"Kansas Samurai," 2004.
The Seattle-born Sansei(third-generation Japanese American), who’s spending this year as artist-in-residence at A/P/A, has made a name for himself as a painter, printmaker, and theater artist. His visual work speaks the language of pop art, comic books, Japanese wood-block prints, and manga, but their bright, shiny surfaces upend expectations by delivering sly doses of subversive commentary on race and exclusion.
The A/P/A exhibit focuses on Shimomura’s screen prints and lithographs, along with selections he’s made from his collection of pop and kitsch Americana. The two parts of his life, his work and collecting (everything from mutant peanut shells to wind-up toys, Disney memorabilia, and folk art) have informed and shaped each other, Shimomura says.
In Kansas Samurai, Shimomura depicts himself as a samurai warrior, defiant in the face of rejection by mainstream culture, represented Dick Tracy, Popeye, Donald Duck, and Pluto, whose backs are turned to him.
The artist admitting to his addiction to e-Bay, the digital era's gift to collectors.
“My life can be measured by what I was collecting,” he told the gathered crowd, noting that he amassed his first collection, of soda bottle caps, by making frequent trips to the neighborhood grocery store on his handmade scooter. “We’d buy drink flavors that we would never normally think of drinking just to get the different caps,” he explained, which he and his friends affixed to their jackets like badges.
In graduate school at Syracuse, Shimomura began collecting advertising displays of food items, and still relishes the memory one of his biggest coups, a 7-foot-tall cardboard ice cream cone that was the envy of his art school classmates.
For the exhibit, Shimomura included his copy of a movie poster for the 1959 film noir, The Crimson Kimono, which depicts James Shigeta kissing Victoria Shaw underneath the headline, “YES, this is a beautiful American girl in the arms of a Japanese boy!” Also on display are a giant plastic Donald Duck, a Chinese ceramic Minnie and Mickey mouse, and a Superman trophy.
Geta salt and pepper shakers; note holes in front for shaking.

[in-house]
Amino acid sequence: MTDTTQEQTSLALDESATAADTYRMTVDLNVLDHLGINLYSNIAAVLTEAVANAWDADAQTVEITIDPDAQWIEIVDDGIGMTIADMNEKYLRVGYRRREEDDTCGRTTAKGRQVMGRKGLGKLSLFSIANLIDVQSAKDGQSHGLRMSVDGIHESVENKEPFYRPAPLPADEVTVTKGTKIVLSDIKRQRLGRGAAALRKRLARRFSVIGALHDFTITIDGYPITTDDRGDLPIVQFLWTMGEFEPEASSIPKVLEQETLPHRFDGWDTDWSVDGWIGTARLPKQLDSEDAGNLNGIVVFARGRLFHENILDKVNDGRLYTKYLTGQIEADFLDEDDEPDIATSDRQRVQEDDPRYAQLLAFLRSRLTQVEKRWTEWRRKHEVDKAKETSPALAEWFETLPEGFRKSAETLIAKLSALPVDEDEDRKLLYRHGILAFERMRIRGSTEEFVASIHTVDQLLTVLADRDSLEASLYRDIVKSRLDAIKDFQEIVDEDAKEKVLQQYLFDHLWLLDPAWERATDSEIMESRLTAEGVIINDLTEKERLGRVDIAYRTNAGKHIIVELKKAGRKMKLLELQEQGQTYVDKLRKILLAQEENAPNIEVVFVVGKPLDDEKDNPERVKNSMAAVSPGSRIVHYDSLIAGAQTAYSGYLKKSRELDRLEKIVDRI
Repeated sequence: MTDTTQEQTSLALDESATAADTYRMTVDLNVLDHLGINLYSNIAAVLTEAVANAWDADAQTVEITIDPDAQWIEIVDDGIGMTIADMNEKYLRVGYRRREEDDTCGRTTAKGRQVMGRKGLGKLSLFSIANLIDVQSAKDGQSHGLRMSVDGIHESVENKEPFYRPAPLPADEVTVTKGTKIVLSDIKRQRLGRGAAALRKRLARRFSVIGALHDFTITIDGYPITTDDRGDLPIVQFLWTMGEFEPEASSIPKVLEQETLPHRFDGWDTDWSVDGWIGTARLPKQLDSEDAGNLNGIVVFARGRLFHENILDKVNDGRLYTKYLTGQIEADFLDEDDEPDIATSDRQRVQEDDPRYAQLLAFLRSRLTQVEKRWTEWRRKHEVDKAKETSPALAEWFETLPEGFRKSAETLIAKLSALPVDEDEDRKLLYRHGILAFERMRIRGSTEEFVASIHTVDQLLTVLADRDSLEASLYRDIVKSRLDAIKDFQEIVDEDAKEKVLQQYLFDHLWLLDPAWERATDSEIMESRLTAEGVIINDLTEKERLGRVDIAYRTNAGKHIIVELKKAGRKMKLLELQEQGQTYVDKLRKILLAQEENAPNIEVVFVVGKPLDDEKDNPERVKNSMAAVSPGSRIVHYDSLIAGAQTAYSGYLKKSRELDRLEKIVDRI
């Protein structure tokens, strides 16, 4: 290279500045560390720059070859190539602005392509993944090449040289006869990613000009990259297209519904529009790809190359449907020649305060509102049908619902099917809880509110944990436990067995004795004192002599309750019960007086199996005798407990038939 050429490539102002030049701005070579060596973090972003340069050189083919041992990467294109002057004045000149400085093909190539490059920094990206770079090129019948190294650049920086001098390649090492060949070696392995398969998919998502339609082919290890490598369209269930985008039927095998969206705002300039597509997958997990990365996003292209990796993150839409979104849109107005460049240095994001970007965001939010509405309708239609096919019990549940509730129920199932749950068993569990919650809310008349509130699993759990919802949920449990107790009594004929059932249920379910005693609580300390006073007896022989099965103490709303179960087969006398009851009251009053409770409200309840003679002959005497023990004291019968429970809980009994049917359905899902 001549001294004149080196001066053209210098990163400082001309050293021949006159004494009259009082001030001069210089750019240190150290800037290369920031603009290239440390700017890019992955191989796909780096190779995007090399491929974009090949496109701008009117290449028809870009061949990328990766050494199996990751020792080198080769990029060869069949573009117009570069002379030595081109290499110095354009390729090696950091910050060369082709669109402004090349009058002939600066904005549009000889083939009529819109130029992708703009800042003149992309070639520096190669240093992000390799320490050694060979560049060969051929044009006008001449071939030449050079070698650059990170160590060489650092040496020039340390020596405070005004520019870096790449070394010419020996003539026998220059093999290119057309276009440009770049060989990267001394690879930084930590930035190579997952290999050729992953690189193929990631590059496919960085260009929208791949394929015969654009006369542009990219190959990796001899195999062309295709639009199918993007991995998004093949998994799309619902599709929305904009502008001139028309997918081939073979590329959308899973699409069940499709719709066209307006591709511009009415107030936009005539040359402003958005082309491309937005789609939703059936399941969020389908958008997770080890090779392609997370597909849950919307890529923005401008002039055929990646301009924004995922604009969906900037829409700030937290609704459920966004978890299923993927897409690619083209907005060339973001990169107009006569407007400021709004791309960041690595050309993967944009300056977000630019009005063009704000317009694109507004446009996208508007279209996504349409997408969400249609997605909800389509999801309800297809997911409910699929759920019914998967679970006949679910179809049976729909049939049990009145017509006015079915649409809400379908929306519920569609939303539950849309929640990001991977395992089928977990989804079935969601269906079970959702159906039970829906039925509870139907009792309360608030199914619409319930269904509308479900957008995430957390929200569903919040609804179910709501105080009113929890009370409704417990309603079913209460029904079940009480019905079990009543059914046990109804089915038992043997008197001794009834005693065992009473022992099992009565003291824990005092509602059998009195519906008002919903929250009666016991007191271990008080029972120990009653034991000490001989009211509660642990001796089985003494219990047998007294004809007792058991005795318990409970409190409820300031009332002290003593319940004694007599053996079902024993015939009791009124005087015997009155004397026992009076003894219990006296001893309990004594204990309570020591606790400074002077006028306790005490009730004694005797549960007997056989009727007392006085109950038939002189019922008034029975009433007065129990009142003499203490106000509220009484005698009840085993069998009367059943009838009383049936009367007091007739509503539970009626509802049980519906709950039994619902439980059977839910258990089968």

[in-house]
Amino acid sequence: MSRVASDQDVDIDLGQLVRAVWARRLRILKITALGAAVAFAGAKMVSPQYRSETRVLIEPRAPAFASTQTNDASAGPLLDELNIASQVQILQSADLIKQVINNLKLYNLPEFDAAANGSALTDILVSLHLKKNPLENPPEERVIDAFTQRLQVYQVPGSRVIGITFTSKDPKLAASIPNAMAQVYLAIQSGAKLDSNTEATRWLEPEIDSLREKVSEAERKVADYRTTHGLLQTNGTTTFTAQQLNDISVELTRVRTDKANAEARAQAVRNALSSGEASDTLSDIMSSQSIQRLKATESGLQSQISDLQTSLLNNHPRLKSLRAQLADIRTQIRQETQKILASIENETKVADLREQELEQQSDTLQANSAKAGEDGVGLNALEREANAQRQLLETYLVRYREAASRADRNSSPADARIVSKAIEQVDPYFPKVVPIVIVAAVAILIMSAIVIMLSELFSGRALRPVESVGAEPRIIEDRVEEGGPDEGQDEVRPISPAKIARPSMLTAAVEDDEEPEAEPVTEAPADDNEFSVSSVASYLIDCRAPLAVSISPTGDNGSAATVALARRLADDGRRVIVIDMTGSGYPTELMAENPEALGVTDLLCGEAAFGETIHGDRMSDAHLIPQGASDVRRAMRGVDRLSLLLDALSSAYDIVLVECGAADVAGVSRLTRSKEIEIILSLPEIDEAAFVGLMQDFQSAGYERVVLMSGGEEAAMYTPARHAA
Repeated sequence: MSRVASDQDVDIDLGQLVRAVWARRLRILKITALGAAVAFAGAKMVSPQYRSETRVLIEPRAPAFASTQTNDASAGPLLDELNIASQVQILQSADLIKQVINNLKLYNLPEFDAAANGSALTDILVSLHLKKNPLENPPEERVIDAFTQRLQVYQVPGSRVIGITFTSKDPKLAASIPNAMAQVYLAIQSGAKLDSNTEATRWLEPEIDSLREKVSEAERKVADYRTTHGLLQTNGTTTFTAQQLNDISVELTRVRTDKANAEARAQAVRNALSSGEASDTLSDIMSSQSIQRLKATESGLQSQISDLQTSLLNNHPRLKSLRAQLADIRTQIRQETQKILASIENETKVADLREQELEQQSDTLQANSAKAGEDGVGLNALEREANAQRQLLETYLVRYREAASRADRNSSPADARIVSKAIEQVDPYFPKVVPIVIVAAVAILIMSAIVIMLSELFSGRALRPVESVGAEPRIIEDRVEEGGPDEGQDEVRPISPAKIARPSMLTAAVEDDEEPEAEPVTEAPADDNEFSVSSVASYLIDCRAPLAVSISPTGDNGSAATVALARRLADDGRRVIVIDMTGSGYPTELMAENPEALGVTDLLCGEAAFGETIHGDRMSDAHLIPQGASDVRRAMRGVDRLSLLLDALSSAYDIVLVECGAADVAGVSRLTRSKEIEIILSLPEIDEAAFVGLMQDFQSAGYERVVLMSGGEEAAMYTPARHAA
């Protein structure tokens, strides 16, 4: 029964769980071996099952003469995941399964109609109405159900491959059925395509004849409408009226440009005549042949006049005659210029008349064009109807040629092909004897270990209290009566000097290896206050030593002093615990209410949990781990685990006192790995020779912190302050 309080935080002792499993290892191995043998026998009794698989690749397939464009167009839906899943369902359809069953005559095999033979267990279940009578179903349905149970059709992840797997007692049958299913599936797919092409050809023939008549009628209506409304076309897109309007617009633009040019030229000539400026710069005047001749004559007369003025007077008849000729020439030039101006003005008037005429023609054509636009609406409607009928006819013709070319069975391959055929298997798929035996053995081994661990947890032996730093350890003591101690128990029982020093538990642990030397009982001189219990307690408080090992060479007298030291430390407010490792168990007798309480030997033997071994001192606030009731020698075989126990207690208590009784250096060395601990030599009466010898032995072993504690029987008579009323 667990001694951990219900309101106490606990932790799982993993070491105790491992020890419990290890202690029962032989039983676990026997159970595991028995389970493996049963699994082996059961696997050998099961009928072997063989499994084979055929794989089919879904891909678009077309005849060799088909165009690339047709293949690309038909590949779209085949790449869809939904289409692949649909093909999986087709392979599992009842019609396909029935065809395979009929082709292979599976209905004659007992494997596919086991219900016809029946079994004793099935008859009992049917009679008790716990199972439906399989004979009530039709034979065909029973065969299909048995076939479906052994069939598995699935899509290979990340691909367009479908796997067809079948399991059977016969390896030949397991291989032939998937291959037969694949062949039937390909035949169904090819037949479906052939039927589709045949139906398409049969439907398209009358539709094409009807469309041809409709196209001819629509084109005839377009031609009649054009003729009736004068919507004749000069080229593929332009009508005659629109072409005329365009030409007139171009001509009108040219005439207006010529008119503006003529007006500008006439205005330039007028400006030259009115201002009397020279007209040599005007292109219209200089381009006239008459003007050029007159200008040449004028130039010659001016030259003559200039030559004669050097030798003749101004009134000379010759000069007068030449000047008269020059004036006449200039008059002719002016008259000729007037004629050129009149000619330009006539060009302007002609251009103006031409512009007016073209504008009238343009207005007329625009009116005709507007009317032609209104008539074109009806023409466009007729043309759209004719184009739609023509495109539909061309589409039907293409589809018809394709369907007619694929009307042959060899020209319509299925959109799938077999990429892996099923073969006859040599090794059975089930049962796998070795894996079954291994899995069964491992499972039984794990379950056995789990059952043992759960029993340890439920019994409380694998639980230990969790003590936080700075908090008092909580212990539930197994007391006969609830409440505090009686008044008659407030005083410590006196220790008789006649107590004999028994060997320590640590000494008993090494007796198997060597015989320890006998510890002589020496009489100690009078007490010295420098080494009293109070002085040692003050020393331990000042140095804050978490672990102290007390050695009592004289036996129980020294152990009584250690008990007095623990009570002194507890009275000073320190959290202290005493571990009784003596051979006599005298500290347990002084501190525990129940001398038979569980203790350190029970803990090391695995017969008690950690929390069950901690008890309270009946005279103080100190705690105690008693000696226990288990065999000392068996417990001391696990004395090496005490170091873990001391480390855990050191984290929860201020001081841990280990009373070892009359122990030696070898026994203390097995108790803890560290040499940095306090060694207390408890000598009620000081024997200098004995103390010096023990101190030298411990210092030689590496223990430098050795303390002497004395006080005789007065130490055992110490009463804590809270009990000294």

Shimomura spent several of his early childhood years in the Minidoka, Idaho U.S. government prison camp during World War II, and the camps and their barbed wire are recurring motifs in his work. Included in the exhibit is a pair of Shimomura’s over 50 salt-and-pepper shaker sets in the form of geta, the traditional Japanese wooden clogs that prison camp inmates fashioned out of found wood to keep their feet above the muck during trips to the communal lavatories and showers.
In American Guardian, a guard in a Japanese prison camp, machine gun between his knees, observes a small-boy version of the artist himself riding a tricycle.
"American Guardian," 2007
Another source of inspiration were the 56 years’ worth of diaries kept by his grandmother, who arrived in America as a picture bride and worked for decades as a midwife. Shimomura had parts of her diaries translated and then incorporated into scripts for performance art pieces he staged during his long tenure as art professor at the University of Kansas. He included one of those diaries in the exhibit, part of a trove of personal papers that is being collected by the Smithsonian Institution’s Archives of American Art.
When an audience member asked whether incorporating racist images and monikers in his work undermines attempts to enlighten the public about their offensiveness, he replied, “To make it go away, you have to make it appear first...in some ways I am bringing things up that are painful in order to make them go away.”
"Enter the Rice Cooker," 1994.
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Prints of Pop (& War)
Curated by Roger Shimomura
A/P/A Institute at NYU, Gallery
8 Washington Mews
New York, NY 10003
Through May 9, 2013